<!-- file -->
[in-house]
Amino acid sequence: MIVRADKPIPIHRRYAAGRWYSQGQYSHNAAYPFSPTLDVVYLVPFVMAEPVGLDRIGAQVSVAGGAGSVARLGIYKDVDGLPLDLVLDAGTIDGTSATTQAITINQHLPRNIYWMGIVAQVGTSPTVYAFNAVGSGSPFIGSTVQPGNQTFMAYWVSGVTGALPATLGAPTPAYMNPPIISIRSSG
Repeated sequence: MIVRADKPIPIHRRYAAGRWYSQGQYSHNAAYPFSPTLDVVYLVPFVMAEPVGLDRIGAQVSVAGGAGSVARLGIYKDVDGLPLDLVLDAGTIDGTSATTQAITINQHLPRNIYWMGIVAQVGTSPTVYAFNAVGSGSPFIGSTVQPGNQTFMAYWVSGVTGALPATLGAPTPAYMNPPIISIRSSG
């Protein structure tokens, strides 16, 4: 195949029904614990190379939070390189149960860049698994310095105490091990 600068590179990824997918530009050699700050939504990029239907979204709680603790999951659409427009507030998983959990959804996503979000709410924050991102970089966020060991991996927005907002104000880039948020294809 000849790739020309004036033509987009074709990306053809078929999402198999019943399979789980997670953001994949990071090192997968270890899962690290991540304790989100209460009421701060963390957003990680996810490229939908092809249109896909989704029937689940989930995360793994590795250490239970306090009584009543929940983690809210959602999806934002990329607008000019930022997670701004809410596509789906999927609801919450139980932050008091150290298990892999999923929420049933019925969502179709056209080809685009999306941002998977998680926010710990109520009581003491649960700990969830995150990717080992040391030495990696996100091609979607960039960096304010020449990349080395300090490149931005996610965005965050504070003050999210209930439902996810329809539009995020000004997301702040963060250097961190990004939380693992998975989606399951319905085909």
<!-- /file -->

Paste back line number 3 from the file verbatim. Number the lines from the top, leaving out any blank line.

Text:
Repeated sequence: MIVRADKPIPIHRRYAAGRWYSQGQYSHNAAYPFSPTLDVVYLVPFVMAEPVGLDRIGAQVSVAGGAGSVARLGIYKDVDGLPLDLVLDAGTIDGTSATTQAITINQHLPRNIYWMGIVAQVGTSPTVYAFNAVGSGSPFIGSTVQPGNQTFMAYWVSGVTGALPATLGAPTPAYMNPPIISIRSSG